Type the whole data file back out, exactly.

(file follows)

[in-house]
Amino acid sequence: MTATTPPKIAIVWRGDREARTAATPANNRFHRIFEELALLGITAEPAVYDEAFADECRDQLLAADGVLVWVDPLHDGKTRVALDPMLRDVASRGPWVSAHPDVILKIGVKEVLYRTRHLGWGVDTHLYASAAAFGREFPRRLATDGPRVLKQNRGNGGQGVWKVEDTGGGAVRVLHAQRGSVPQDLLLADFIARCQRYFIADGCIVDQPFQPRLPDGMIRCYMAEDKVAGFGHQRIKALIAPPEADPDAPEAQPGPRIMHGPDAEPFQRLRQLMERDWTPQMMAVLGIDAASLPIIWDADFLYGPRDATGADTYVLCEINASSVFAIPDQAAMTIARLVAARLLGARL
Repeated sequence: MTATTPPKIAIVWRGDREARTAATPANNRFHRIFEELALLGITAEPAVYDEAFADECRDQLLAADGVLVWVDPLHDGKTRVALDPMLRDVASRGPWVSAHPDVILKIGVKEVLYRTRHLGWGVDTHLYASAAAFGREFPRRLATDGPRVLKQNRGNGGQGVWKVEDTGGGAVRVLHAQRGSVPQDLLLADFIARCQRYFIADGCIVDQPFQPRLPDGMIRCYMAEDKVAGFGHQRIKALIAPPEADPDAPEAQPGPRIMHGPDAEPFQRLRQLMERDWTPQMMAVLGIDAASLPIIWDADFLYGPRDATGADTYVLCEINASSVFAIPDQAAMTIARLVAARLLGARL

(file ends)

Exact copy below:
[in-house]
Amino acid sequence: MTATTPPKIAIVWRGDREARTAATPANNRFHRIFEELALLGITAEPAVYDEAFADECRDQLLAADGVLVWVDPLHDGKTRVALDPMLRDVASRGPWVSAHPDVILKIGVKEVLYRTRHLGWGVDTHLYASAAAFGREFPRRLATDGPRVLKQNRGNGGQGVWKVEDTGGGAVRVLHAQRGSVPQDLLLADFIARCQRYFIADGCIVDQPFQPRLPDGMIRCYMAEDKVAGFGHQRIKALIAPPEADPDAPEAQPGPRIMHGPDAEPFQRLRQLMERDWTPQMMAVLGIDAASLPIIWDADFLYGPRDATGADTYVLCEINASSVFAIPDQAAMTIARLVAARLLGARL
Repeated sequence: MTATTPPKIAIVWRGDREARTAATPANNRFHRIFEELALLGITAEPAVYDEAFADECRDQLLAADGVLVWVDPLHDGKTRVALDPMLRDVASRGPWVSAHPDVILKIGVKEVLYRTRHLGWGVDTHLYASAAAFGREFPRRLATDGPRVLKQNRGNGGQGVWKVEDTGGGAVRVLHAQRGSVPQDLLLADFIARCQRYFIADGCIVDQPFQPRLPDGMIRCYMAEDKVAGFGHQRIKALIAPPEADPDAPEAQPGPRIMHGPDAEPFQRLRQLMERDWTPQMMAVLGIDAASLPIIWDADFLYGPRDATGADTYVLCEINASSVFAIPDQAAMTIARLVAARLLGARL